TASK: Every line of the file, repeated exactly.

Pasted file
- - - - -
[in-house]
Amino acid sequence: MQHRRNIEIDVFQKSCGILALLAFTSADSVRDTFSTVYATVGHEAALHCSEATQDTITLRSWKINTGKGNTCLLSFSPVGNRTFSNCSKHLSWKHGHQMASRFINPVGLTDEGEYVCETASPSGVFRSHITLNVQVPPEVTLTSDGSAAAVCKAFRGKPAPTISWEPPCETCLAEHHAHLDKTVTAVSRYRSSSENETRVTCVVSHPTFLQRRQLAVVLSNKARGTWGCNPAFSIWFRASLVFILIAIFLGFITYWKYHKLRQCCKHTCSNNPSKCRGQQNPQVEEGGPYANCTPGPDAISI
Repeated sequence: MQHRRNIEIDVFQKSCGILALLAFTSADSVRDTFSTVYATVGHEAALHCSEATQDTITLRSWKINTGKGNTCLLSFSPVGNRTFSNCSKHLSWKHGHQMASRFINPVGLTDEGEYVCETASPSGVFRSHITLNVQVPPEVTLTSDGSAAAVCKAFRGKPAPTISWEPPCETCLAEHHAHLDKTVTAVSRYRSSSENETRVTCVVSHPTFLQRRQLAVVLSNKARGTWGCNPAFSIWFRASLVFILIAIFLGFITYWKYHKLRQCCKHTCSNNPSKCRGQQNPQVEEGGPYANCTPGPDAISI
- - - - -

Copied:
[in-house]
Amino acid sequence: MQHRRNIEIDVFQKSCGILALLAFTSADSVRDTFSTVYATVGHEAALHCSEATQDTITLRSWKINTGKGNTCLLSFSPVGNRTFSNCSKHLSWKHGHQMASRFINPVGLTDEGEYVCETASPSGVFRSHITLNVQVPPEVTLTSDGSAAAVCKAFRGKPAPTISWEPPCETCLAEHHAHLDKTVTAVSRYRSSSENETRVTCVVSHPTFLQRRQLAVVLSNKARGTWGCNPAFSIWFRASLVFILIAIFLGFITYWKYHKLRQCCKHTCSNNPSKCRGQQNPQVEEGGPYANCTPGPDAISI
Repeated sequence: MQHRRNIEIDVFQKSCGILALLAFTSADSVRDTFSTVYATVGHEAALHCSEATQDTITLRSWKINTGKGNTCLLSFSPVGNRTFSNCSKHLSWKHGHQMASRFINPVGLTDEGEYVCETASPSGVFRSHITLNVQVPPEVTLTSDGSAAAVCKAFRGKPAPTISWEPPCETCLAEHHAHLDKTVTAVSRYRSSSENETRVTCVVSHPTFLQRRQLAVVLSNKARGTWGCNPAFSIWFRASLVFILIAIFLGFITYWKYHKLRQCCKHTCSNNPSKCRGQQNPQVEEGGPYANCTPGPDAISI